"Wherever he got the horses from, I don't know. And then he walked, he had quite a hike up and around and down to our house," his wife said.
Collette Murdock was just thankful Tuesday that her grandchildren and other family members got out before the blaze got too close.
"I can't complain. It is what it is. I'm grateful that all of my children are safe. And if we lose the cabin, we lose it. And if we don't, it will be a blessing," she said.
But just moments after saying that, she was able to talk to someone who was still in the evacuated area of the Rockport Estates community and could tell her which cabins were still standing.
"It's a pitched roof," she told the man on the phone, describing her summer cabin. "I'm good? Oh, thank you, I'm good! Thank you, thank you so much. They saved my Thank you. I appreciate it."
For Murdock, the news was good Tuesday. But other homeowners weren't as lucky.
"I think what made it blow up was that thunderstorm that came over," said Mike Eriksson, area manager with Utah Division of Forestry, Fire and State Lands. "It just ran straight up the hill, got a little wind behind it."
Rockport Estates sits in the rolling hills above Rockport Reservoir. About 125 homes in Rockport Estates and 200 from the adjacent community of Promontory were evacuated because of the wildfire, which began about 1 p.m.
Murdock said her grandchildren and three friends were at the reservoir when they saw a lightning strike spark the fire.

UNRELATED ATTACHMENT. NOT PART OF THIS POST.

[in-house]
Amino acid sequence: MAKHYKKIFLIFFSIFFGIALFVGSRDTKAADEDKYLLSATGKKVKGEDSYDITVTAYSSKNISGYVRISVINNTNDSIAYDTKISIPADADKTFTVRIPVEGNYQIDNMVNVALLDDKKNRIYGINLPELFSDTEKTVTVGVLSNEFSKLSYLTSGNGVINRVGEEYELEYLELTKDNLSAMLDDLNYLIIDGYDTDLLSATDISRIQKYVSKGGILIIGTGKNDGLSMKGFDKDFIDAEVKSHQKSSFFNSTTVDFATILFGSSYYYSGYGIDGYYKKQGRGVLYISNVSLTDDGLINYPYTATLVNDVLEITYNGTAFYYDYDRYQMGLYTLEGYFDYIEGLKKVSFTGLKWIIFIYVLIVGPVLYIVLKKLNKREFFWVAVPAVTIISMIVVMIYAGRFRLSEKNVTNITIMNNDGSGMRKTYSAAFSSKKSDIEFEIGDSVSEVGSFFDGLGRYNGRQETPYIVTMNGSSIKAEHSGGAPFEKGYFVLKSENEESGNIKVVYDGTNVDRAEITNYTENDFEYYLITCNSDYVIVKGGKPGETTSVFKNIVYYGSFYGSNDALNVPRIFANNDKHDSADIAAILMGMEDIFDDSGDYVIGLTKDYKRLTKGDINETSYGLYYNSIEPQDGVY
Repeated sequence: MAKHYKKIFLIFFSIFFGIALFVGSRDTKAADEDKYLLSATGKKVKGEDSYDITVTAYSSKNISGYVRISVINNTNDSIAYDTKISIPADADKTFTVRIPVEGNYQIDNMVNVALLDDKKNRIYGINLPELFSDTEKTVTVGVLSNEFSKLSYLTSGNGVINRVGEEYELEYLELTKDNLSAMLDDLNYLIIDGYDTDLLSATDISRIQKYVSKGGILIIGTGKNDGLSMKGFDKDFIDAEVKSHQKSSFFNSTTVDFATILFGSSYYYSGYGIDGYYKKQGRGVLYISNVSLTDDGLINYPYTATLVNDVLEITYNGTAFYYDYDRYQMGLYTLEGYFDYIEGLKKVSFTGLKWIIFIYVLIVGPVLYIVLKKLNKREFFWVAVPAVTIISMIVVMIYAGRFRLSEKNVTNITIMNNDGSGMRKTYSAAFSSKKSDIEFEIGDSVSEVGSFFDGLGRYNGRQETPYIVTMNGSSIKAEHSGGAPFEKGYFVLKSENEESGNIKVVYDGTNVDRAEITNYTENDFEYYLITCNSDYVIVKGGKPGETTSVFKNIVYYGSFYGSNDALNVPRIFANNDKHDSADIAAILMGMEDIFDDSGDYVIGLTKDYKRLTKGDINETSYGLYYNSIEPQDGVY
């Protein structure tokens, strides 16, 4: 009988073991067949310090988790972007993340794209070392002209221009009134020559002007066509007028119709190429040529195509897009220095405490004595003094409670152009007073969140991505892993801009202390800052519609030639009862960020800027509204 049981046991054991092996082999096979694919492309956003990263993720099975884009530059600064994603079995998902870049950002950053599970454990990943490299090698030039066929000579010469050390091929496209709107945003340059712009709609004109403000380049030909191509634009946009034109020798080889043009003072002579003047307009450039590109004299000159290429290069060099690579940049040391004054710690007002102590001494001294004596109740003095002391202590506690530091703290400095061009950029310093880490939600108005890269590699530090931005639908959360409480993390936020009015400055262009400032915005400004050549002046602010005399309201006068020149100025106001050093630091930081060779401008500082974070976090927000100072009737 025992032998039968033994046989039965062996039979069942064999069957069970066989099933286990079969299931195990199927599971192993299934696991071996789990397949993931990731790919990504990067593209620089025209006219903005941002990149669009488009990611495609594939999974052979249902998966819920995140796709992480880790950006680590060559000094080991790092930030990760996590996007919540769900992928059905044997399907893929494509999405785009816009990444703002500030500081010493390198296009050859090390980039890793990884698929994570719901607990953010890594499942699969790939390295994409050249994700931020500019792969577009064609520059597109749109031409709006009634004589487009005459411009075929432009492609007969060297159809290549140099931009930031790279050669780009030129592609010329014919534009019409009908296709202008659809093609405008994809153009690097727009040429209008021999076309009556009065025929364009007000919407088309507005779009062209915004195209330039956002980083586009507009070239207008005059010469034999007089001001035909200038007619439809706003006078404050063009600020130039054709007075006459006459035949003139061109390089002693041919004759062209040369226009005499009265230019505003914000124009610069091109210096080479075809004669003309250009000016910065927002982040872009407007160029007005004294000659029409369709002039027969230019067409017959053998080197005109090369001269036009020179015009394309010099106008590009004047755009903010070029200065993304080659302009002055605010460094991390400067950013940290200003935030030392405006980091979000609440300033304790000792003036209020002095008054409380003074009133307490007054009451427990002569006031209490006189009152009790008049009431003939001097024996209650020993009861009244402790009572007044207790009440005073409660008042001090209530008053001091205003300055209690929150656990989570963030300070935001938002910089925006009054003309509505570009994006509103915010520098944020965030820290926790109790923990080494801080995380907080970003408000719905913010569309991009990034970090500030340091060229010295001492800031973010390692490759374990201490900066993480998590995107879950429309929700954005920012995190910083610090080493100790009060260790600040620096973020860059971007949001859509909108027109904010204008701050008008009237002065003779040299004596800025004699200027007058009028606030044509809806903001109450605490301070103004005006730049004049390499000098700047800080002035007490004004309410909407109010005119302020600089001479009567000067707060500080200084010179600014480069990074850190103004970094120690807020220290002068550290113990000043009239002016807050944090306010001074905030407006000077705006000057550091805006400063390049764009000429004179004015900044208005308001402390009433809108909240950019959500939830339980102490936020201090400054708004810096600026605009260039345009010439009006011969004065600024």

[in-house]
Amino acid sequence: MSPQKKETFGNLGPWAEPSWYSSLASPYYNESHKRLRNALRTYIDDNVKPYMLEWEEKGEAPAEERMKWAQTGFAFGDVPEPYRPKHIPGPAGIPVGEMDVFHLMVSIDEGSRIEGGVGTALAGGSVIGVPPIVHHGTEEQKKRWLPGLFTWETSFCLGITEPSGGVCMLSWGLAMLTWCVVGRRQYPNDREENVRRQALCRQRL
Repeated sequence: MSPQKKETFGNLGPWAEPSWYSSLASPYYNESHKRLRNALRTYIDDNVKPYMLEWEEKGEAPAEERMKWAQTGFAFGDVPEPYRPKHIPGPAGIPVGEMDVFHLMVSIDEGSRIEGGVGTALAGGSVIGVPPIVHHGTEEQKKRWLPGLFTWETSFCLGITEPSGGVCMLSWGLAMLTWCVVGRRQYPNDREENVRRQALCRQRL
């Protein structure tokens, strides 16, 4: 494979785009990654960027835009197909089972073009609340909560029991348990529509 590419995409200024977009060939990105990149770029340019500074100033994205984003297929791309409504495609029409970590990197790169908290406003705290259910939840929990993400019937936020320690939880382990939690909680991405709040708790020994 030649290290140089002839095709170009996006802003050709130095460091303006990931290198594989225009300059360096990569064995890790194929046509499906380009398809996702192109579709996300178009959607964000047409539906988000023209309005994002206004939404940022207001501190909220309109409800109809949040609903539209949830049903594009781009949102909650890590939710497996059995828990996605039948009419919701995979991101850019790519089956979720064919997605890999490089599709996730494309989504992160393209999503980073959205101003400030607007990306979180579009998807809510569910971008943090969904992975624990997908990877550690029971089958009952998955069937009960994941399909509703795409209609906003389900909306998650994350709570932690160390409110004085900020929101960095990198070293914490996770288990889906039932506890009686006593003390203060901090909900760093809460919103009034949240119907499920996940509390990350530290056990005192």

"Lighting hit and it immediately started up the mountainside," she said. "It was a blessing they were down out of the area when that happened."
Paul Ewald, of South Jordan, said he was fishing at the reservoir when he saw dark clouds rolling in and decided to head to his car. Just as he got to his vehicle, he saw lightning strike the hillside about a half mile north of where he was standing.
"I drove down there in a couple of minutes and talked to two guys that were in the parking lot there and they both confirmed that lightning hit a telephone pole right opposite the dam, about 15 or 20 yards off the road," Ewald said. "It started very rapidly."
He said although it had been a calm day, the winds picked up and fueled the fire's growth. He drove to a nearby gas station and confirmed that fire crews had been notified before leaving the area.
"I texted my wife and said, 'I'm getting out of the area right now, there's a big fire underway,'" Ewald recalled. "She confirmed, 'Please, yes, get out of there,' and as I did and drove along the road, the flames were so close I had to roll up my windows. It was that hot. It was pretty scary, I have to admit."
Murdock believes a rock driveway and rock embankment that circles the perimeter of her house helped save it.
One of the cabins that burned was a summer home located about a block away from Murdock and two blocks away from Lynn Bennett. He said his cabin was safe along with Murdock's.
"It burned around both of ours and got the one right below," he said. "I heard there (were several structures burned). Propane tanks just blowing up as they burned. It's pretty bad up there."
Tori Barnhart was able to get up to her residence just long enough to grab laptops and her dog, Pinner.
"They came up and said, 'You gotta go now,'" she said. "We were all pretty much lucky to get in and get what's precious to us."
Many residents parked their vehicles off the side of state Route 32 and watched firefighting planes drop retardant, waiting for word of when the road closures and if evacuation orders would be lifted.
Two American Red Cross evacuation shelters were set up for displaced residents. One was set up at an LDS meetinghouse in Park City, 510 Silver Summit Parkway. The other was at North Summit Middle School in Coalville.
Before dark, only a handful of people had signed up to stay the night. But Red Cross spokesman Stan Rosenzweig said they were prepared to take hundreds.